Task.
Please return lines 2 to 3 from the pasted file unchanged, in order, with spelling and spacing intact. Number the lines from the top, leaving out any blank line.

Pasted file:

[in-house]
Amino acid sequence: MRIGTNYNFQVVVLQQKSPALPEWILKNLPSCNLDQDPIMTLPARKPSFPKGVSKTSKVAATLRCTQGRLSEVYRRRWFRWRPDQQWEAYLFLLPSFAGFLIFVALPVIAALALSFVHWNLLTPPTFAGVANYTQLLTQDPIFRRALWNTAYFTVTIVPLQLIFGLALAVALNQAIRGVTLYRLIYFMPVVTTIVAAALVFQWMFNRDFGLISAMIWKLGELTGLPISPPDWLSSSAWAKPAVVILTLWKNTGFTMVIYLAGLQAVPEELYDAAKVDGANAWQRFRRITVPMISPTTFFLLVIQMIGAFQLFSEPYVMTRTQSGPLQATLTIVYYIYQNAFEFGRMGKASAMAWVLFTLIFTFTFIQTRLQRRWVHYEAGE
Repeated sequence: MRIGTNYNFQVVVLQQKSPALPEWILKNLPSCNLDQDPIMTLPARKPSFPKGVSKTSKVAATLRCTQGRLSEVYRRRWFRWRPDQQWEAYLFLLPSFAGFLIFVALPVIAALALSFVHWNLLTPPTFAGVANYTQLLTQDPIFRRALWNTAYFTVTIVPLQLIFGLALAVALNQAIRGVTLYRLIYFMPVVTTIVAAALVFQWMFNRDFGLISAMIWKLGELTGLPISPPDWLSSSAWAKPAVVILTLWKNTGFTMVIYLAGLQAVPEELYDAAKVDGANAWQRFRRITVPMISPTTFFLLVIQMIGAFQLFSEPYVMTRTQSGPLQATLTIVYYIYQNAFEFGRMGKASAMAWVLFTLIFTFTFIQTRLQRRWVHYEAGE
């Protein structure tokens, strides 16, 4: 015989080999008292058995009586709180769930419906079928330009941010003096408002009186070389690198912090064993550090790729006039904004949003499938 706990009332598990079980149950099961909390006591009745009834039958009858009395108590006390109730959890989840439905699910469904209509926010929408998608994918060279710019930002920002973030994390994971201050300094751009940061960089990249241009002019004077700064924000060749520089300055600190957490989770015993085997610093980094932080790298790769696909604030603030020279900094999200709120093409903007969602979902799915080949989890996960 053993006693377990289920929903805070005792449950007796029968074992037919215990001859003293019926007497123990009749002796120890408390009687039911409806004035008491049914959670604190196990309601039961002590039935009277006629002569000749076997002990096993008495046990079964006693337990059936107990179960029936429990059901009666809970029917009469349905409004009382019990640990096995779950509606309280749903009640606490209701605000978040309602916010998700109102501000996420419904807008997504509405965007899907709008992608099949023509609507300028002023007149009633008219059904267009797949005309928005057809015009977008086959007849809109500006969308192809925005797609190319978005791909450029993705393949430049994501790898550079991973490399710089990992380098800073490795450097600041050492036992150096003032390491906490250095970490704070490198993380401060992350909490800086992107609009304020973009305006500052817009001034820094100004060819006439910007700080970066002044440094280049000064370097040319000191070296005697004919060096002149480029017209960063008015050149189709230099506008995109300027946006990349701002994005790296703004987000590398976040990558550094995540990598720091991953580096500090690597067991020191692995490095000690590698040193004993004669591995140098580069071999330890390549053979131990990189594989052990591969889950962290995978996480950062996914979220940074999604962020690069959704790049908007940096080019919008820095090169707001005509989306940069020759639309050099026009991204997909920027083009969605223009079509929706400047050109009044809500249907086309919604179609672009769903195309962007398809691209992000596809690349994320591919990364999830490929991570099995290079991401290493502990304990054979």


Amino acid sequence: MRIGTNYNFQVVVLQQKSPALPEWILKNLPSCNLDQDPIMTLPARKPSFPKGVSKTSKVAATLRCTQGRLSEVYRRRWFRWRPDQQWEAYLFLLPSFAGFLIFVALPVIAALALSFVHWNLLTPPTFAGVANYTQLLTQDPIFRRALWNTAYFTVTIVPLQLIFGLALAVALNQAIRGVTLYRLIYFMPVVTTIVAAALVFQWMFNRDFGLISAMIWKLGELTGLPISPPDWLSSSAWAKPAVVILTLWKNTGFTMVIYLAGLQAVPEELYDAAKVDGANAWQRFRRITVPMISPTTFFLLVIQMIGAFQLFSEPYVMTRTQSGPLQATLTIVYYIYQNAFEFGRMGKASAMAWVLFTLIFTFTFIQTRLQRRWVHYEAGE
Repeated sequence: MRIGTNYNFQVVVLQQKSPALPEWILKNLPSCNLDQDPIMTLPARKPSFPKGVSKTSKVAATLRCTQGRLSEVYRRRWFRWRPDQQWEAYLFLLPSFAGFLIFVALPVIAALALSFVHWNLLTPPTFAGVANYTQLLTQDPIFRRALWNTAYFTVTIVPLQLIFGLALAVALNQAIRGVTLYRLIYFMPVVTTIVAAALVFQWMFNRDFGLISAMIWKLGELTGLPISPPDWLSSSAWAKPAVVILTLWKNTGFTMVIYLAGLQAVPEELYDAAKVDGANAWQRFRRITVPMISPTTFFLLVIQMIGAFQLFSEPYVMTRTQSGPLQATLTIVYYIYQNAFEFGRMGKASAMAWVLFTLIFTFTFIQTRLQRRWVHYEAGE